Renowned MIDI guitarist Les Fradkin continues to WOW the critics and audience by bringing innovative music-making techniques to the forefront. Les has created the first ever “classical” composition on a hi-tech instrument known as a Ztar and this can be heard on his new album ‘Suite for Ztar and Orchestra in G Minor Op. 1 No. 1’. This modern day musician is always evolving as Today he can be referred to as the “Futuristic Symphonic One Man Orchestra”. Les combines classical & progressive rock music to make up one uniquely original, digitally-advanced sound. From George Harrison (RIP) and “Beatlemania” to J.S. Bach, Les Fradkin is sure to peek your interests through this wildly imaginative & extremely informative dialogue.
J Rae: I see that you’ve been dubbed a “21st Century New Media” artist/composer/producer and so can you please explain to us all what exactly that means? What’s this “21st Century” business all about?
Les Fradkin: I play a new Hi-Tech instrument and release my music as an Independent Artist with my own Digital label across the Internet. That’s as “New Media” as it gets, don’t you think? And this is the 21st Century. I’m really trying to distinguish the future from the past, both for myself and the audience.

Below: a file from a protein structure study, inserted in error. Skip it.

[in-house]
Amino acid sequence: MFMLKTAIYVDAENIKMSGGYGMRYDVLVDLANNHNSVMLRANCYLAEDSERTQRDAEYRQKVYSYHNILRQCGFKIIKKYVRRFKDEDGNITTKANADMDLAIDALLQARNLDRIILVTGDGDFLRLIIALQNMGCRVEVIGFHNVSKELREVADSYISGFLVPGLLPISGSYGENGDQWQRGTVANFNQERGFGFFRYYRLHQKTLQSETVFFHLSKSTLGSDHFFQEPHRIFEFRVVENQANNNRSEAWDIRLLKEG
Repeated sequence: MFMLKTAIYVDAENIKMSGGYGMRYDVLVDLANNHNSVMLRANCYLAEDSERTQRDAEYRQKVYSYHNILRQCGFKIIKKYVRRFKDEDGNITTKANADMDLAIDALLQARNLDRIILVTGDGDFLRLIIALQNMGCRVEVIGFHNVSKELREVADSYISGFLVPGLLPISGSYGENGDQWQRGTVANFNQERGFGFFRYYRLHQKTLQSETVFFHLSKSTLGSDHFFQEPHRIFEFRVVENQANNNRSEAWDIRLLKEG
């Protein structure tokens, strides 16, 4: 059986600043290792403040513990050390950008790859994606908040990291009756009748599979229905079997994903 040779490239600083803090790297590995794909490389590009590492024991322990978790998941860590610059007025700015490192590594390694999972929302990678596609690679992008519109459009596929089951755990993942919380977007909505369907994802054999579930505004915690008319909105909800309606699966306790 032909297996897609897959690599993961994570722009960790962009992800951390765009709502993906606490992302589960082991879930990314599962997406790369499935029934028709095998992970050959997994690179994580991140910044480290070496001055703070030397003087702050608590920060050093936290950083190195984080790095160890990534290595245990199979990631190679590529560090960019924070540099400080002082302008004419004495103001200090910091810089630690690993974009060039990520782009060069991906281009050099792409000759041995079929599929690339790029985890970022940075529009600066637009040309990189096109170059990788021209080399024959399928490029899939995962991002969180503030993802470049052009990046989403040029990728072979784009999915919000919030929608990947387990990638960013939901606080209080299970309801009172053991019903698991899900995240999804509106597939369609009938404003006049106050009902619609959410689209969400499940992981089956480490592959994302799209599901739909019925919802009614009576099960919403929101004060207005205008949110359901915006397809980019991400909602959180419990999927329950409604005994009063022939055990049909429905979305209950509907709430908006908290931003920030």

J Rae: I noticed that you are a pioneer & innovator when it comes to MIDI guitars and for those who have never heard of these types of instruments would you mind educating the Skope audience?
Les Fradkin: Midi Guitar is defined as: A guitar synthesizer (also guitar synth, alternatively guitar-synthesizer, guitar-synth, guitar/synthesizer, guitar/synth, g-synth or synth guitar) is any one of a number of musical instrument systems that allow a guitar player to play synthesizer sound. Companies who specialize in this technology include Starr Laba, Roland Corporation and Axon. The Ztar is an electronic musical instrument that you connect via a MIDI cable to synthesizers, samplers, sequencers, and computers. The main difference between the Ztar and other MIDI guitar controllers is that there are no strings on the neck. Instead, the fingerboard is actually a specialized keyboard with a touch-sensitive key each note position. You can play the Ztar like a guitar where you fret with one hand and strum with the other hand, or you can tap the fingerboard keys to play them as you would a keyboard, only you’re playing the same scales and fingerings that you use on guitar.